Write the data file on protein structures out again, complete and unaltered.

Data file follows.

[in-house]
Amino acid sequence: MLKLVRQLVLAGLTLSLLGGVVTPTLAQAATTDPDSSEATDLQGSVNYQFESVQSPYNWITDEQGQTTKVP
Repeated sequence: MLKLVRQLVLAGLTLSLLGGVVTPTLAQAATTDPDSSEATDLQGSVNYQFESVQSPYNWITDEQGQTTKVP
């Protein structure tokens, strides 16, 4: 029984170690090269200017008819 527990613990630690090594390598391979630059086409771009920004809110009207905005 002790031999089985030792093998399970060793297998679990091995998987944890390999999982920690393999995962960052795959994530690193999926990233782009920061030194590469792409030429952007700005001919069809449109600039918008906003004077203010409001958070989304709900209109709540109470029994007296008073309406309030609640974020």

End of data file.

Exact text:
[in-house]
Amino acid sequence: MLKLVRQLVLAGLTLSLLGGVVTPTLAQAATTDPDSSEATDLQGSVNYQFESVQSPYNWITDEQGQTTKVP
Repeated sequence: MLKLVRQLVLAGLTLSLLGGVVTPTLAQAATTDPDSSEATDLQGSVNYQFESVQSPYNWITDEQGQTTKVP
């Protein structure tokens, strides 16, 4: 029984170690090269200017008819 527990613990630690090594390598391979630059086409771009920004809110009207905005 002790031999089985030792093998399970060793297998679990091995998987944890390999999982920690393999995962960052795959994530690193999926990233782009920061030194590469792409030429952007700005001919069809449109600039918008906003004077203010409001958070989304709900209109709540109470029994007296008073309406309030609640974020």